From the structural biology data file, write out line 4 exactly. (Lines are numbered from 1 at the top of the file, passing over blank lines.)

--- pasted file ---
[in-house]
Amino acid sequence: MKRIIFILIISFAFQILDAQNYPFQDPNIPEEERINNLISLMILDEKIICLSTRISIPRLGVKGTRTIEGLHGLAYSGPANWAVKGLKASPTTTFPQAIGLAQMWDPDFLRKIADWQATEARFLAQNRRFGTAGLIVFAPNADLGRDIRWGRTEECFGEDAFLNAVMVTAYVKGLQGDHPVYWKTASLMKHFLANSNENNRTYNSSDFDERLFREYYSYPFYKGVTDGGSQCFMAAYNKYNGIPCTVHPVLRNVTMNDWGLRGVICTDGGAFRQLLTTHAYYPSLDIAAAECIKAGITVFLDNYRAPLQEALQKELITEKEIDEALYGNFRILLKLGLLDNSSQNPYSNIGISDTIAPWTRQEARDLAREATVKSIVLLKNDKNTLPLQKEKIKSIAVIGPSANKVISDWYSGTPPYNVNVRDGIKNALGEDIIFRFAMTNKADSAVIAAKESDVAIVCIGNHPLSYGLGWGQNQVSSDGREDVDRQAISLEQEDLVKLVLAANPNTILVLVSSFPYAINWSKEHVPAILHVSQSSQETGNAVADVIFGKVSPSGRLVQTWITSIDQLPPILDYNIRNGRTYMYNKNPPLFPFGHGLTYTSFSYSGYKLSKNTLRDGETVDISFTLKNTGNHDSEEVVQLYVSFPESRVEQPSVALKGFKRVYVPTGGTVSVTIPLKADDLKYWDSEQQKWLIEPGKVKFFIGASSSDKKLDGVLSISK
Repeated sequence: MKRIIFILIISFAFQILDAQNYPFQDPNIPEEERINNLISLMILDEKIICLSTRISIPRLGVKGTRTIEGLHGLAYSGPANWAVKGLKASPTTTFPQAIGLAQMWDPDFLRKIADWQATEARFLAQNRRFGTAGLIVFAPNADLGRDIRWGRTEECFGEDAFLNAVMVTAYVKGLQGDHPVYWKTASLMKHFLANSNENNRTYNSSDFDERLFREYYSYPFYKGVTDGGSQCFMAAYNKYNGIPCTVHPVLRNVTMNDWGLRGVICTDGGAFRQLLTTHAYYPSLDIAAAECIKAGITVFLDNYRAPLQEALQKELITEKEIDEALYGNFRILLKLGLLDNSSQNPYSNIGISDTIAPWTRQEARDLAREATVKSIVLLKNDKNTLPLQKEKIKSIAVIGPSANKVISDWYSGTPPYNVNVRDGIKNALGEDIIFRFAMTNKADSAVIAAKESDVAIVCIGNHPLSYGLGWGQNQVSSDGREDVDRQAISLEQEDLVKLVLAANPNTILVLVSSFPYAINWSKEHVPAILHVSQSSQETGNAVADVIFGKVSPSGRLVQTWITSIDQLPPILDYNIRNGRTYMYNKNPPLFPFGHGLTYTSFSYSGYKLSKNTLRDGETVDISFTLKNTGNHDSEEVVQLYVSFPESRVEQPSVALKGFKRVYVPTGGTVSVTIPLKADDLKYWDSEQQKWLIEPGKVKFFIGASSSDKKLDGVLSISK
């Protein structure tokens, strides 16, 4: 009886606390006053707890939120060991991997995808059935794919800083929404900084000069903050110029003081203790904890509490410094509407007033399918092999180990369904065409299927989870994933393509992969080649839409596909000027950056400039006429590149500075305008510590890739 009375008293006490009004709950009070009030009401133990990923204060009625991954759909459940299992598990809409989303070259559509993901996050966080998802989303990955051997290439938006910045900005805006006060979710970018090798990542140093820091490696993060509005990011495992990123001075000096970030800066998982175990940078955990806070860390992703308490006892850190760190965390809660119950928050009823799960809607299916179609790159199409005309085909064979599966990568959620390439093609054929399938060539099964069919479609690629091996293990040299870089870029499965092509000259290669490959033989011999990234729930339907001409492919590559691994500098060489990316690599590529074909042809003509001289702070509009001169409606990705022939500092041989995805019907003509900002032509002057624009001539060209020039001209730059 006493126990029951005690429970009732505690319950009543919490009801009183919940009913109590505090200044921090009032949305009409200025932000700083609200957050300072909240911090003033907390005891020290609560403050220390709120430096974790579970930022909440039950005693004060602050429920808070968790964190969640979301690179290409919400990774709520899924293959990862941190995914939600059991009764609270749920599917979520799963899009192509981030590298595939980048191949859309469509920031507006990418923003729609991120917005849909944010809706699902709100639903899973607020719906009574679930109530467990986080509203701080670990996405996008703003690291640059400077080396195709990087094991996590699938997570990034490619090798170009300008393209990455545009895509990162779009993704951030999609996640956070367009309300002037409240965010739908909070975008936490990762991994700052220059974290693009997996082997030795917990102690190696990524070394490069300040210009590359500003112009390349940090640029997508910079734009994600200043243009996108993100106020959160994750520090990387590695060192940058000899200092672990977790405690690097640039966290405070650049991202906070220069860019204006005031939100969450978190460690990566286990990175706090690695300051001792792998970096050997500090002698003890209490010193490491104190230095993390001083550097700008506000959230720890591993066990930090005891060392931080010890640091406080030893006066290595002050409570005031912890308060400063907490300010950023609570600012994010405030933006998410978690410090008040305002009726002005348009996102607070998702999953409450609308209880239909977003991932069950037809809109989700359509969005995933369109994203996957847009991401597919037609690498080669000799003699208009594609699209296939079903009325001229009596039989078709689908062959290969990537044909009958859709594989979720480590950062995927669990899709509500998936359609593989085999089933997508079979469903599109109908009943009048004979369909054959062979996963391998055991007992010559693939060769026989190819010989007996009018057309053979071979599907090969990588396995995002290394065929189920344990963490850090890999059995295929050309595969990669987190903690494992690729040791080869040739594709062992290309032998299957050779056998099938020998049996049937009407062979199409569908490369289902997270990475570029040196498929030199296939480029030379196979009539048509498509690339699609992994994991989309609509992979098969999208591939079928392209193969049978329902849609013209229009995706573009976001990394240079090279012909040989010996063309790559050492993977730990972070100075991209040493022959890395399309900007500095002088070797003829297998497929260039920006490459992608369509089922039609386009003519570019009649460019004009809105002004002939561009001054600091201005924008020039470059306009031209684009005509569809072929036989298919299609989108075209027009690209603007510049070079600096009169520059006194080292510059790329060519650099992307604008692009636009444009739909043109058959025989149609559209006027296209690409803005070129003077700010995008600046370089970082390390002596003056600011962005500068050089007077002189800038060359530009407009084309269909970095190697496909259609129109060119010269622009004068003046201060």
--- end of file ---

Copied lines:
């Protein structure tokens, strides 16, 4: 009886606390006053707890939120060991991997995808059935794919800083929404900084000069903050110029003081203790904890509490410094509407007033399918092999180990369904065409299927989870994933393509992969080649839409596909000027950056400039006429590149500075305008510590890739 009375008293006490009004709950009070009030009401133990990923204060009625991954759909459940299992598990809409989303070259559509993901996050966080998802989303990955051997290439938006910045900005805006006060979710970018090798990542140093820091490696993060509005990011495992990123001075000096970030800066998982175990940078955990806070860390992703308490006892850190760190965390809660119950928050009823799960809607299916179609790159199409005309085909064979599966990568959620390439093609054929399938060539099964069919479609690629091996293990040299870089870029499965092509000259290669490959033989011999990234729930339907001409492919590559691994500098060489990316690599590529074909042809003509001289702070509009001169409606990705022939500092041989995805019907003509900002032509002057624009001539060209020039001209730059 006493126990029951005690429970009732505690319950009543919490009801009183919940009913109590505090200044921090009032949305009409200025932000700083609200957050300072909240911090003033907390005891020290609560403050220390709120430096974790579970930022909440039950005693004060602050429920808070968790964190969640979301690179290409919400990774709520899924293959990862941190995914939600059991009764609270749920599917979520799963899009192509981030590298595939980048191949859309469509920031507006990418923003729609991120917005849909944010809706699902709100639903899973607020719906009574679930109530467990986080509203701080670990996405996008703003690291640059400077080396195709990087094991996590699938997570990034490619090798170009300008393209990455545009895509990162779009993704951030999609996640956070367009309300002037409240965010739908909070975008936490990762991994700052220059974290693009997996082997030795917990102690190696990524070394490069300040210009590359500003112009390349940090640029997508910079734009994600200043243009996108993100106020959160994750520090990387590695060192940058000899200092672990977790405690690097640039966290405070650049991202906070220069860019204006005031939100969450978190460690990566286990990175706090690695300051001792792998970096050997500090002698003890209490010193490491104190230095993390001083550097700008506000959230720890591993066990930090005891060392931080010890640091406080030893006066290595002050409570005031912890308060400063907490300010950023609570600012994010405030933006998410978690410090008040305002009726002005348009996102607070998702999953409450609308209880239909977003991932069950037809809109989700359509969005995933369109994203996957847009991401597919037609690498080669000799003699208009594609699209296939079903009325001229009596039989078709689908062959290969990537044909009958859709594989979720480590950062995927669990899709509500998936359609593989085999089933997508079979469903599109109908009943009048004979369909054959062979996963391998055991007992010559693939060769026989190819010989007996009018057309053979071979599907090969990588396995995002290394065929189920344990963490850090890999059995295929050309595969990669987190903690494992690729040791080869040739594709062992290309032998299957050779056998099938020998049996049937009407062979199409569908490369289902997270990475570029040196498929030199296939480029030379196979009539048509498509690339699609992994994991989309609509992979098969999208591939079928392209193969049978329902849609013209229009995706573009976001990394240079090279012909040989010996063309790559050492993977730990972070100075991209040493022959890395399309900007500095002088070797003829297998497929260039920006490459992608369509089922039609386009003519570019009649460019004009809105002004002939561009001054600091201005924008020039470059306009031209684009005509569809072929036989298919299609989108075209027009690209603007510049070079600096009169520059006194080292510059790329060519650099992307604008692009636009444009739909043109058959025989149609559209006027296209690409803005070129003077700010995008600046370089970082390390002596003056600011962005500068050089007077002189800038060359530009407009084309269909970095190697496909259609129109060119010269622009004068003046201060």